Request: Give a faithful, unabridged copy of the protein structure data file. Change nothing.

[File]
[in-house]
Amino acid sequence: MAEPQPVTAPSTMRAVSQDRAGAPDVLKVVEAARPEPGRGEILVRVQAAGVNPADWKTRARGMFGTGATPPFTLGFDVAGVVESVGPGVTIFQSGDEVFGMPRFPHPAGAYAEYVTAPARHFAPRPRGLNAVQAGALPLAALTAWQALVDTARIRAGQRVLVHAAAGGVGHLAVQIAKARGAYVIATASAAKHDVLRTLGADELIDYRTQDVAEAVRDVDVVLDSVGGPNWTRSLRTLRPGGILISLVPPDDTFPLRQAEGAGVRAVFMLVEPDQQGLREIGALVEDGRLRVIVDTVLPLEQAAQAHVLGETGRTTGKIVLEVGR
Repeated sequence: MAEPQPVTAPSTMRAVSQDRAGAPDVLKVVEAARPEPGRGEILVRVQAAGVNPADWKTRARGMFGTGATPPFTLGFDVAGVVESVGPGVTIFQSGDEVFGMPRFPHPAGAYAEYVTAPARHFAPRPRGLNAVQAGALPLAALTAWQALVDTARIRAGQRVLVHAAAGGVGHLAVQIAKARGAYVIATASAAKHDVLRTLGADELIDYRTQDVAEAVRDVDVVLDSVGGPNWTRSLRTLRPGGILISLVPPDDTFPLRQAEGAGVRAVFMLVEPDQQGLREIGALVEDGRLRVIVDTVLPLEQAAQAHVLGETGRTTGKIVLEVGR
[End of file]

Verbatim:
[in-house]
Amino acid sequence: MAEPQPVTAPSTMRAVSQDRAGAPDVLKVVEAARPEPGRGEILVRVQAAGVNPADWKTRARGMFGTGATPPFTLGFDVAGVVESVGPGVTIFQSGDEVFGMPRFPHPAGAYAEYVTAPARHFAPRPRGLNAVQAGALPLAALTAWQALVDTARIRAGQRVLVHAAAGGVGHLAVQIAKARGAYVIATASAAKHDVLRTLGADELIDYRTQDVAEAVRDVDVVLDSVGGPNWTRSLRTLRPGGILISLVPPDDTFPLRQAEGAGVRAVFMLVEPDQQGLREIGALVEDGRLRVIVDTVLPLEQAAQAHVLGETGRTTGKIVLEVGR
Repeated sequence: MAEPQPVTAPSTMRAVSQDRAGAPDVLKVVEAARPEPGRGEILVRVQAAGVNPADWKTRARGMFGTGATPPFTLGFDVAGVVESVGPGVTIFQSGDEVFGMPRFPHPAGAYAEYVTAPARHFAPRPRGLNAVQAGALPLAALTAWQALVDTARIRAGQRVLVHAAAGGVGHLAVQIAKARGAYVIATASAAKHDVLRTLGADELIDYRTQDVAEAVRDVDVVLDSVGGPNWTRSLRTLRPGGILISLVPPDDTFPLRQAEGAGVRAVFMLVEPDQQGLREIGALVEDGRLRVIVDTVLPLEQAAQAHVLGETGRTTGKIVLEVGR